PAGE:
Canada to face hot Russian team

A third loss in four games means Canada will have to get to the semifinals the hard way at the IIHF World Hockey Championship. Through Russia.

Team Canada’s Mason Raymond is sandwiched between Czech Republic goalie Tomas Vokoun and Miroslav Blatak during third period action

Team Canada’s Mason Raymond is sandwiched between Czech Republic goalie Tomas Vokoun and Miroslav Blatak during third period action

MANNHEIM, Germany — A third loss in four games means Canada will have to get to the semifinals the hard way at the IIHF World Hockey Championship. Through Russia.

Leaving Mannheim after Tuesday’s chippy 3-2 loss to the Czech Republic, the Canadians will spend the rest of the tournament a couple hundred kilometres away in Cologne where the powerful Russians await Thursday.

Russia is the country everybody was hoping to avoid in the quarter-finals at this championship. Canada finds itself in that unenviable position after losses to Switzerland, Sweden and the Czechs.

The Russians are riding a 24-game win streak at the world championship and are still smarting from an embarrassing 7-3 loss to Canada in the quarter-finals at the Vancouver Olympics. It’s safe to assume there’s probably some revenge on the minds of the 14 Russian players who are here from that team.

The Canadians were seeing the glass half-full, however.

“Going into the quarter-finals, it’s do or die regardless,” said captain Ray Whitney. “It shouldn’t matter who you’re going to play. As we found out four of the last five games, anybody can give you a heck of a game any night. We realized we played better tonight — we’re going to take that and we’re going to leave everything else behind.

“Let’s go to Cologne and get a fresh start. We’re going to have to play a hell of a game on Thursday, but we’re prepared to do that.”

Added forward Steven Stamkos: “(We’re feeling) disappointment obviously, but no panic. We’re in the quarter-finals. We’ve just got to go the hard way.”

There were some pluses to be taken away from the game against the Czechs.

The team showed a lot more fight than it had in the 3-1 loss to Sweden on Sunday and got a much better performance from goaltender Chris Mason, who made 33 saves.

Afterwards, everyone in the Canadian camp was trying to stay positive.

“There’s no point during the tournament that I felt any better about our team than I do right now,” said coach Craig MacTavish.

“We did a lot of the things that we talked at length about over the last few days. We’re in a lot better shape here than we have been at any point in this tournament.

“I think the message is clear: This is a very difficult tournament, it’s going to be difficult to win. But we’re one of the teams certainly that can win.”

Lukas Kaspar, Jaromir Jagr and Jakub Klepis scored for the Czech Republic (4-2), which avoided missing the quarter-finals for the first time in history.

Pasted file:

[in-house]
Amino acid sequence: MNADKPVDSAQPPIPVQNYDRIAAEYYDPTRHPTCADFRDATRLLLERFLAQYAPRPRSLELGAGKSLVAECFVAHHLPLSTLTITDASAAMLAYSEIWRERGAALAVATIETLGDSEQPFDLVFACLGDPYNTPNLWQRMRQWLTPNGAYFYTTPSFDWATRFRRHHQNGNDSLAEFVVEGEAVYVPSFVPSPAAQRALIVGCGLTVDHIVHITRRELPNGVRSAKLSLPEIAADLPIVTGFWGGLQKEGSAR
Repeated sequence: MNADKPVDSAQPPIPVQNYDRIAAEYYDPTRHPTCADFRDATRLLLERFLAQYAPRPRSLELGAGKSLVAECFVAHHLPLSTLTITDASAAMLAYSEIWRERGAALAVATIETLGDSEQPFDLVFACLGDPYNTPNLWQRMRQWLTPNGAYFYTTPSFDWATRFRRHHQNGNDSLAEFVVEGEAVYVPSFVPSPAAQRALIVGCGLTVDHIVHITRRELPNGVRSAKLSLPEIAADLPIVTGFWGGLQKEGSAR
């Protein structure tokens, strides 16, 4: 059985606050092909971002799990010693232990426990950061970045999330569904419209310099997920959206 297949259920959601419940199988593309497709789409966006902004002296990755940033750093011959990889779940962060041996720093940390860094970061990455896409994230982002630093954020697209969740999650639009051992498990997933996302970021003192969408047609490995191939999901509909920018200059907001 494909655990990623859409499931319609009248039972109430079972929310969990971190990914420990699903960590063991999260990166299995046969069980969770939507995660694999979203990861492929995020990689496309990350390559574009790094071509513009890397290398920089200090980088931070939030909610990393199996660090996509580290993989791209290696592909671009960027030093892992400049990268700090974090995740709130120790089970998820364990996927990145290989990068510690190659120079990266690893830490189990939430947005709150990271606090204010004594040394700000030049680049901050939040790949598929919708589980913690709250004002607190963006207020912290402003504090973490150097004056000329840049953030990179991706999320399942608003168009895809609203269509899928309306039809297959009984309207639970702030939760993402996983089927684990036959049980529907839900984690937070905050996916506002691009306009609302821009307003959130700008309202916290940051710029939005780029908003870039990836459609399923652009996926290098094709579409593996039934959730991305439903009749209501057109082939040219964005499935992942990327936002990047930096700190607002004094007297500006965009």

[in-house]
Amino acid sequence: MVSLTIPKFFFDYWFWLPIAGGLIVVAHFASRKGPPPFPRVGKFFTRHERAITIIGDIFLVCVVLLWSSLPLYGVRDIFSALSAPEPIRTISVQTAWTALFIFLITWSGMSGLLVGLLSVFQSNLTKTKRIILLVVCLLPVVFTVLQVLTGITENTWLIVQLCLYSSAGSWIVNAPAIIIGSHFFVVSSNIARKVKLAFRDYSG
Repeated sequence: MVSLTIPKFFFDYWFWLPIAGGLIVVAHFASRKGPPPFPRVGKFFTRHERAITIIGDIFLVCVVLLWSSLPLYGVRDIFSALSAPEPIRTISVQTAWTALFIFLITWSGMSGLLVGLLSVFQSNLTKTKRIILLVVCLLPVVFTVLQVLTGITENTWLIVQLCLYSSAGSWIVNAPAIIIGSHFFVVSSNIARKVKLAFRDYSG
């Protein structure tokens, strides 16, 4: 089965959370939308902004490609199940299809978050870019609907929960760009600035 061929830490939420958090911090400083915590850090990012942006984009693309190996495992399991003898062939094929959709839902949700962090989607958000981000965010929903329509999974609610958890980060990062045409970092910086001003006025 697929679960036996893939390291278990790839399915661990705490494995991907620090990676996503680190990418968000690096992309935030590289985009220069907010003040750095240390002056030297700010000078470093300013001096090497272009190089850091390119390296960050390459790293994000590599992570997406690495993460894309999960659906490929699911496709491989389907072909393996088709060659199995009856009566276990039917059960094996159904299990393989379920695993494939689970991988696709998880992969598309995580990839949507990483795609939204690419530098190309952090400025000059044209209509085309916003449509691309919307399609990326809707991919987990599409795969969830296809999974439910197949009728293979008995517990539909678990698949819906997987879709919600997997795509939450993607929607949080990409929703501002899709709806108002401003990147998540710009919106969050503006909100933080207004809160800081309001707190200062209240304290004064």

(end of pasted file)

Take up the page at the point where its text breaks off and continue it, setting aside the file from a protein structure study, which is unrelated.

Whitney and Matt Duchene replied for Canada (3-3).

Even though the Canadian team won three times in its opening six games, none of those results come with much confidence because they were all against teams that are now out of the tournament. Canada scored just four goals in its three losses and will need more offence moving forward.

The team will also have to cut down on costly turnovers like the one committed by Jordan Eberle late in the first period against the Czech Republic that led to Kaspar’s short-handed goal.

A Russian lineup that features such offensive stars as Alex Ovechkin, Evgeni Malkin and Pavel Datsyuk will be looking to exploit such mistakes.

Many expect them to win a third straight world championship this weekend.

“There’s no question about it, they’ve got the biggest stars,” said Czech forward Jaromir Jagr when asked if Russia is the favourite. “Everybody came from the NHL. For sure they want to win a third straight. You know how it is, it’s up to the one game.

“Nothing is 100 per cent.”

It’s the kind of message the Canadian players will receive from the coaching staff. The team will likely focus on playing a patient defensive game meant to frustrate the Russian attack.

“They’re obviously going to be a very tough team to defend,” said Stamkos. “They’ve got some offensive firepower. I think their forwards are top-notch, we’ve just need to limit their time and space, get pucks in deep and see what happens.

“We’re going to have to obviously play our ‘A’ game to beat them.”

The Canadians no doubt would have liked to have met the Russians in the final, a sentiment Russian forward Ilya Kovalchuk shared.

“They are always good and it doesn’t matter who is playing for the Canadians because it is a good rivalry, Russia-Canada,” he said. “(It) is too bad we meet in the quarter-finals but it will be a big match for us.”

Very little has gone right for the Canadian team at this tournament so there isn’t very much to lose. While some might see a game against the Russians as the last stop before going home, the Canadian see it as an opportunity to do something special and change their fortunes.

Against all odds, they believe they have a chance.

“Don’t lose the next one, that’s the clear message,” said MacTavish. “Sometimes you have to go in the back door. There was lots of positive signs in the group, there was lots of battle in our group tonight.

“I’m not going to sit up here and try to poke holes in our game when I thought our game was pretty darn good.”

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